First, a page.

Directed by Fredrik and Magnus Gertten, Becoming Zlatan, as the title alludes to, takes place in the early stages of the player’s career, from his triumphant time at first club Malmo, to his tempestuous years at Ajax – rounding off with a big money move to Serie A to join the Turin giants Juventus, where he matured significantly. This documentary is very much focused on his career, with very little deviation into his childhood or upbringing. Though as a player he always put so much of himself on the pitch, we feel like we can get to know him and how he operates just off the back of that.
It’s very interesting to witness his growth in this period, both as a footballer and a man, for he was just a boy when he began, and one who made many mistakes – mostly down to his aggressive nature. At one stage Zlatan was somebody who possessed immense capabilities and could manipulate a football in a way few have ever been able to, but his career could so easily have gone one of two ways, and we’re studying how he managed to channel his gift in the best was possible, and how after a precarious, volatile start, with his temper issues and cocky demeanour, he became the superstar he is today.
The co-directors have collated a surprising amount of footage from Zlatan’s life and career, especially the tapes from his early days at Malmo, even off the pitch, when he’s just at home, or in meetings. There’s a great scene where he drops his guard somewhat and discusses his relationship with his dad when on the train with his teammates, or when he explains how he met his girlfriend on holiday. Or even just playing Playstation at home. Who was filming all of this? It’s almost like they knew.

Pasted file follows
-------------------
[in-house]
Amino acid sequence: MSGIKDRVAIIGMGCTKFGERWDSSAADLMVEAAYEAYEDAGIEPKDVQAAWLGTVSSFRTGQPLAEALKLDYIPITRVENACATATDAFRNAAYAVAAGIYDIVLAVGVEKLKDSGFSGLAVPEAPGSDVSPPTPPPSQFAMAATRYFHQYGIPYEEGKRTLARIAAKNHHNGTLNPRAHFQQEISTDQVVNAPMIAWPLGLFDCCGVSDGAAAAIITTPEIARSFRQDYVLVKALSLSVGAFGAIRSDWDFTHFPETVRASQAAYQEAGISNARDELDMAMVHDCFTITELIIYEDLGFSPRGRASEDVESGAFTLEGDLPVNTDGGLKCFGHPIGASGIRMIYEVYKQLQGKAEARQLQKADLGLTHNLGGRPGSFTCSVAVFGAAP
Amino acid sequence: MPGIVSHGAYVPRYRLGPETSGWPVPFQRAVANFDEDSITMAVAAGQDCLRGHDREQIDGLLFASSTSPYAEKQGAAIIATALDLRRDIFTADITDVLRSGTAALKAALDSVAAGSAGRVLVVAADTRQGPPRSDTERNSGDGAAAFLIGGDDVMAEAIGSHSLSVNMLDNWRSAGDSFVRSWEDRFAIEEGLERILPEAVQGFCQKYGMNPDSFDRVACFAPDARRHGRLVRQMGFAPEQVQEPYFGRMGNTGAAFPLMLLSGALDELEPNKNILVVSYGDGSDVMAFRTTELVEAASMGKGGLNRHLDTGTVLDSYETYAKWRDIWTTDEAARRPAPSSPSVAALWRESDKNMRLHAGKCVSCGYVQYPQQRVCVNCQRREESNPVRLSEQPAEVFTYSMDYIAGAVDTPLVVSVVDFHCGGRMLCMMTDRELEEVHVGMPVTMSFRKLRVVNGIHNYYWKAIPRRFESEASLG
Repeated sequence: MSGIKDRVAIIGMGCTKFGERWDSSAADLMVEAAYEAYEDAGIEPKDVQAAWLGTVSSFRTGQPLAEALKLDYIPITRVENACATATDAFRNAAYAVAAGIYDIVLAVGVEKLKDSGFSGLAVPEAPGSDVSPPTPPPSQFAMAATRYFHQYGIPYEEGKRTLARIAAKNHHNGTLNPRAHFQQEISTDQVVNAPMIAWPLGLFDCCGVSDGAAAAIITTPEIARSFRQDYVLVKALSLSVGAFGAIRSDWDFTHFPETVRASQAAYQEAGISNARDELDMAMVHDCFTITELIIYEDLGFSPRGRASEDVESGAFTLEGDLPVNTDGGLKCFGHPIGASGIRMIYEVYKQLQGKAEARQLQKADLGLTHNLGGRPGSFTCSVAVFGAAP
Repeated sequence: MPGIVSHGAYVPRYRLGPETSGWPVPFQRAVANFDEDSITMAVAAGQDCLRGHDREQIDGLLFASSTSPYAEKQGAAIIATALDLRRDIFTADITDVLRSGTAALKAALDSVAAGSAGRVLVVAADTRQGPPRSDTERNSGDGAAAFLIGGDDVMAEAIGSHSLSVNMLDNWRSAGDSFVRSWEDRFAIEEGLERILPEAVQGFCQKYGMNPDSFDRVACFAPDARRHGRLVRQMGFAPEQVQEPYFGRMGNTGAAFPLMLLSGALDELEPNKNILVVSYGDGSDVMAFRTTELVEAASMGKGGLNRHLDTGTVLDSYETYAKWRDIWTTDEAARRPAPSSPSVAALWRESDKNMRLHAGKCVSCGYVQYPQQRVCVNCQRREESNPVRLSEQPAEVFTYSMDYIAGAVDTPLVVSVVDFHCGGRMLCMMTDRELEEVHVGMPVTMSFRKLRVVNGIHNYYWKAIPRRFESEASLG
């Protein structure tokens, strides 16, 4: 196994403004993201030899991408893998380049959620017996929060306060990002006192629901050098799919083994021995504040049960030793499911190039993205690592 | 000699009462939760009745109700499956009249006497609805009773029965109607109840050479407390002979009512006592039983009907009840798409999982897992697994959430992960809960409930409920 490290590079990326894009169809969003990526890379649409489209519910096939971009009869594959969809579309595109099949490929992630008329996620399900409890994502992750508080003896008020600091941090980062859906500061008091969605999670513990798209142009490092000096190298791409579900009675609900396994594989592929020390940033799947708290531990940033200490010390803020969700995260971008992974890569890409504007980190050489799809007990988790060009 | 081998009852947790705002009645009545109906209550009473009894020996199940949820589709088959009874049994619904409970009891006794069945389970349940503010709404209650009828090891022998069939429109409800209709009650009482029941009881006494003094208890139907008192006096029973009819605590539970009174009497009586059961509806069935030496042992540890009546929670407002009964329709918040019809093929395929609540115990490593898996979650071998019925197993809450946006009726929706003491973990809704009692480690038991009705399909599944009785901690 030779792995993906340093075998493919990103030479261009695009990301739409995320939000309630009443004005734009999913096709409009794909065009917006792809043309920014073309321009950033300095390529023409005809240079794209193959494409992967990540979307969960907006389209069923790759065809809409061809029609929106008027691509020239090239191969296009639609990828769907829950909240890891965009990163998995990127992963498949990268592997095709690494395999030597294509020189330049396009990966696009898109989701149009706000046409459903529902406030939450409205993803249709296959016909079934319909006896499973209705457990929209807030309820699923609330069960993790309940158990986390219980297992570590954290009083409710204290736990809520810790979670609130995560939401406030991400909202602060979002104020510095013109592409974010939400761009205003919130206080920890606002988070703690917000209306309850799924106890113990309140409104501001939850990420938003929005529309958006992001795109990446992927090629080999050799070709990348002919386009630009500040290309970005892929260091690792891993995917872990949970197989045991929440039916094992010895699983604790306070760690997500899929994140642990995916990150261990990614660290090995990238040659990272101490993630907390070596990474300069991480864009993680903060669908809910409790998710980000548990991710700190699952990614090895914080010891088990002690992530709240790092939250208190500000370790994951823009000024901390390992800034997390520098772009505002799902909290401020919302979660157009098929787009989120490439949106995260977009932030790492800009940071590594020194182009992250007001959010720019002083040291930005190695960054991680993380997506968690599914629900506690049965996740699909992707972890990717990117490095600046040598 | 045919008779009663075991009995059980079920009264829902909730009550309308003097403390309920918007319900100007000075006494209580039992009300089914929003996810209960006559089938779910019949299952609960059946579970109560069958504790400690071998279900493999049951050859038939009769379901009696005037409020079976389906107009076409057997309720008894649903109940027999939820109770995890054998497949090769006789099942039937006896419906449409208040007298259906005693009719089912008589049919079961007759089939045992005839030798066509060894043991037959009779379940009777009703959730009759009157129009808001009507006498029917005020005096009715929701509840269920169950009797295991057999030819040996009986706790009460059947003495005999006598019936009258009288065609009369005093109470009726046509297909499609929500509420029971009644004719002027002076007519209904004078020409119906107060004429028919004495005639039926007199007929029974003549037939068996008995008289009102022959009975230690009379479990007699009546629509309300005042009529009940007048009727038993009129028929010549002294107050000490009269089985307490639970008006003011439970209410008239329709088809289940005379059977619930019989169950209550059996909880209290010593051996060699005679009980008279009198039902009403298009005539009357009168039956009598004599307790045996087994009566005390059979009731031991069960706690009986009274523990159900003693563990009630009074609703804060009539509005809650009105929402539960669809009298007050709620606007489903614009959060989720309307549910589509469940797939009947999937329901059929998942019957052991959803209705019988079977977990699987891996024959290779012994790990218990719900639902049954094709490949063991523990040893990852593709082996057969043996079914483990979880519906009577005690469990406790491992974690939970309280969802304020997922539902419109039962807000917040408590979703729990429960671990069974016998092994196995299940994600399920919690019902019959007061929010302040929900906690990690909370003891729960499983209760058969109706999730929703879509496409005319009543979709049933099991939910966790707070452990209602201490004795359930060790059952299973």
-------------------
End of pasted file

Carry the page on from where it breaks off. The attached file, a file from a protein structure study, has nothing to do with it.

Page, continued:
However for all of the remarkable access the Gertten’s managed to get hold of, interviewing former teammates and managers such as Mido, Fabio Capello and Andy van der Meyde, the one person we don’t seem to ever chat to is Zlatan himself. Though this is often to the film’s detriment, if you look at the Ronaldo documentary, which was an intimate piece that he featured predominantly in, the player ultimately had too much control over the representation of his own image. At least without featuring, Zlatan isn’t on hand to sway opinion, or put on an act, instead leaving us with an honest, authentic depiction of the great sportsman, which doesn’t romanticise over his achievements, nor be sycophantic in the slightest. We see him for all of his flaws, and the film benefits as a result.